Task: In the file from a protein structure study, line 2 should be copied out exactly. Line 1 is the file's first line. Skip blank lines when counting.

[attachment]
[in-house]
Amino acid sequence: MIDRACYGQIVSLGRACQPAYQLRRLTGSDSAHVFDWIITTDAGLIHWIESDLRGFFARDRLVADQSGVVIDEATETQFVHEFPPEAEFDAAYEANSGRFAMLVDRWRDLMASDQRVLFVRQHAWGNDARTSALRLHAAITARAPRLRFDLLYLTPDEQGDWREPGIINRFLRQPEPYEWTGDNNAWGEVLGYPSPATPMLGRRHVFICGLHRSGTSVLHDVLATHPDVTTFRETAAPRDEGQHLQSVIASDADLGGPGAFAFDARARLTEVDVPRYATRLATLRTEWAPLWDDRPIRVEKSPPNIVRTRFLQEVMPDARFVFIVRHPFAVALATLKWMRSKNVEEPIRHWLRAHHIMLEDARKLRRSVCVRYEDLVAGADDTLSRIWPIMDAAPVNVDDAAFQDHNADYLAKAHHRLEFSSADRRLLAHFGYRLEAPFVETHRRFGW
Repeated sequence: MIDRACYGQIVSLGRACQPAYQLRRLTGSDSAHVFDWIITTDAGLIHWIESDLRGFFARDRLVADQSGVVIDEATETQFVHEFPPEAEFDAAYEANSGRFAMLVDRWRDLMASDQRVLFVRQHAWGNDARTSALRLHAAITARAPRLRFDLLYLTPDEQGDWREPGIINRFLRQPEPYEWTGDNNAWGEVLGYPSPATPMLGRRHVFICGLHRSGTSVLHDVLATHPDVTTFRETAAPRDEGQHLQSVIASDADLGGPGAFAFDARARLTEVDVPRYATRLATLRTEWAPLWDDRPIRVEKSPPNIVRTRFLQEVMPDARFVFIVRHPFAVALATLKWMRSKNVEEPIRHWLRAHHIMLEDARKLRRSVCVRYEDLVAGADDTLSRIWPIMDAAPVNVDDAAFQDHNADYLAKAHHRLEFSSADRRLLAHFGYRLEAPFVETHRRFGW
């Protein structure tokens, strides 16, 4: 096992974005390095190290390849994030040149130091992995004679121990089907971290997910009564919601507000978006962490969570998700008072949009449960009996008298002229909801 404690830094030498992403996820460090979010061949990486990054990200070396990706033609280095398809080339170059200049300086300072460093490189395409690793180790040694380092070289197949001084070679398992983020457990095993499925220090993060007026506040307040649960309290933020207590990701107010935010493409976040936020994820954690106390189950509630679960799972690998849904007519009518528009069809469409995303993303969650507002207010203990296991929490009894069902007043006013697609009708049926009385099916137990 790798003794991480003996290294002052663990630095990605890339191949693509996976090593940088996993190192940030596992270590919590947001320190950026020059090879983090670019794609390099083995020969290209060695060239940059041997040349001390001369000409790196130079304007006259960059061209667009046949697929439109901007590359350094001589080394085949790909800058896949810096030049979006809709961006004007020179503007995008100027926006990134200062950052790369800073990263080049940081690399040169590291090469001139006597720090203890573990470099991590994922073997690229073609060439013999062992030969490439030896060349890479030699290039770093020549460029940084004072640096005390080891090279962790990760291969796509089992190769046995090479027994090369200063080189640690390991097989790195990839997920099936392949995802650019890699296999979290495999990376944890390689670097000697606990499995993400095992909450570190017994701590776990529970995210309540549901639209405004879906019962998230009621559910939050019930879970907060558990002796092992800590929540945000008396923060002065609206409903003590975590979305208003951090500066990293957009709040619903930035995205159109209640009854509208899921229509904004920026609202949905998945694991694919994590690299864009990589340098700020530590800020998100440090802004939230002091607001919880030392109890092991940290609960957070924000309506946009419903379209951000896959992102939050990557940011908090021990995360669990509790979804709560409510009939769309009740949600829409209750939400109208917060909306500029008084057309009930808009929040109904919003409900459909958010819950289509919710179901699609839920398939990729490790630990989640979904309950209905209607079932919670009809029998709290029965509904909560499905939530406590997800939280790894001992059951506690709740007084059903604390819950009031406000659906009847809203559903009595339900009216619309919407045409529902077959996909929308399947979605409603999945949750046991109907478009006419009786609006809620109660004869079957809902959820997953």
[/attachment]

Amino acid sequence: MIDRACYGQIVSLGRACQPAYQLRRLTGSDSAHVFDWIITTDAGLIHWIESDLRGFFARDRLVADQSGVVIDEATETQFVHEFPPEAEFDAAYEANSGRFAMLVDRWRDLMASDQRVLFVRQHAWGNDARTSALRLHAAITARAPRLRFDLLYLTPDEQGDWREPGIINRFLRQPEPYEWTGDNNAWGEVLGYPSPATPMLGRRHVFICGLHRSGTSVLHDVLATHPDVTTFRETAAPRDEGQHLQSVIASDADLGGPGAFAFDARARLTEVDVPRYATRLATLRTEWAPLWDDRPIRVEKSPPNIVRTRFLQEVMPDARFVFIVRHPFAVALATLKWMRSKNVEEPIRHWLRAHHIMLEDARKLRRSVCVRYEDLVAGADDTLSRIWPIMDAAPVNVDDAAFQDHNADYLAKAHHRLEFSSADRRLLAHFGYRLEAPFVETHRRFGW